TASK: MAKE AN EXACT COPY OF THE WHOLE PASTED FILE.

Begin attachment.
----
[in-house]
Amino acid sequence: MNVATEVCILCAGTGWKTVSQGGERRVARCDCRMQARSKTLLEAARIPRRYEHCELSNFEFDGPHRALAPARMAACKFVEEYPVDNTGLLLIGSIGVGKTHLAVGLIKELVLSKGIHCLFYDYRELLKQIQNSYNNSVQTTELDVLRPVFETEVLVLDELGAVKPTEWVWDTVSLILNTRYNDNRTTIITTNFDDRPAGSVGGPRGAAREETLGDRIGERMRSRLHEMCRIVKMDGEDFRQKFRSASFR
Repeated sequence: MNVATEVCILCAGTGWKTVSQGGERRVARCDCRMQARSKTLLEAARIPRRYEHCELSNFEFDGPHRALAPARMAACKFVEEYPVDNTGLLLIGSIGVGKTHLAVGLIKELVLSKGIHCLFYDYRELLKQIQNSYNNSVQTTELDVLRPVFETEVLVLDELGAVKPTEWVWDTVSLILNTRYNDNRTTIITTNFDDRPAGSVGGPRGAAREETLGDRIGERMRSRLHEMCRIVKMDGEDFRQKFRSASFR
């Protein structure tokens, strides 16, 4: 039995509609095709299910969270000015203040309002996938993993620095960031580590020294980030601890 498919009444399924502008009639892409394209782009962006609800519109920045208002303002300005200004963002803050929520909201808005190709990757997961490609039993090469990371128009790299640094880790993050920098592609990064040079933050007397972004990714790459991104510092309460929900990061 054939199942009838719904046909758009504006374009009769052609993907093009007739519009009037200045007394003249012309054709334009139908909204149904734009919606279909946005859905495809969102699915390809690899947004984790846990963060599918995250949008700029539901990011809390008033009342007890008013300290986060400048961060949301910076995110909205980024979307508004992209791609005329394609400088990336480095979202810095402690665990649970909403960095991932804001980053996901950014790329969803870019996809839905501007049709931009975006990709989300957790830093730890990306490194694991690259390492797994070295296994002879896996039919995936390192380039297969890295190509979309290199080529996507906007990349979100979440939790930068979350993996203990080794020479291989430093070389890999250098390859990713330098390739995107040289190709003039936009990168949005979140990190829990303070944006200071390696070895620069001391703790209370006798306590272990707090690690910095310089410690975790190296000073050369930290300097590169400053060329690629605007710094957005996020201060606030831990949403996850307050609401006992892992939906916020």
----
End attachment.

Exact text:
[in-house]
Amino acid sequence: MNVATEVCILCAGTGWKTVSQGGERRVARCDCRMQARSKTLLEAARIPRRYEHCELSNFEFDGPHRALAPARMAACKFVEEYPVDNTGLLLIGSIGVGKTHLAVGLIKELVLSKGIHCLFYDYRELLKQIQNSYNNSVQTTELDVLRPVFETEVLVLDELGAVKPTEWVWDTVSLILNTRYNDNRTTIITTNFDDRPAGSVGGPRGAAREETLGDRIGERMRSRLHEMCRIVKMDGEDFRQKFRSASFR
Repeated sequence: MNVATEVCILCAGTGWKTVSQGGERRVARCDCRMQARSKTLLEAARIPRRYEHCELSNFEFDGPHRALAPARMAACKFVEEYPVDNTGLLLIGSIGVGKTHLAVGLIKELVLSKGIHCLFYDYRELLKQIQNSYNNSVQTTELDVLRPVFETEVLVLDELGAVKPTEWVWDTVSLILNTRYNDNRTTIITTNFDDRPAGSVGGPRGAAREETLGDRIGERMRSRLHEMCRIVKMDGEDFRQKFRSASFR
């Protein structure tokens, strides 16, 4: 039995509609095709299910969270000015203040309002996938993993620095960031580590020294980030601890 498919009444399924502008009639892409394209782009962006609800519109920045208002303002300005200004963002803050929520909201808005190709990757997961490609039993090469990371128009790299640094880790993050920098592609990064040079933050007397972004990714790459991104510092309460929900990061 054939199942009838719904046909758009504006374009009769052609993907093009007739519009009037200045007394003249012309054709334009139908909204149904734009919606279909946005859905495809969102699915390809690899947004984790846990963060599918995250949008700029539901990011809390008033009342007890008013300290986060400048961060949301910076995110909205980024979307508004992209791609005329394609400088990336480095979202810095402690665990649970909403960095991932804001980053996901950014790329969803870019996809839905501007049709931009975006990709989300957790830093730890990306490194694991690259390492797994070295296994002879896996039919995936390192380039297969890295190509979309290199080529996507906007990349979100979440939790930068979350993996203990080794020479291989430093070389890999250098390859990713330098390739995107040289190709003039936009990168949005979140990190829990303070944006200071390696070895620069001391703790209370006798306590272990707090690690910095310089410690975790190296000073050369930290300097590169400053060329690629605007710094957005996020201060606030831990949403996850307050609401006992892992939906916020």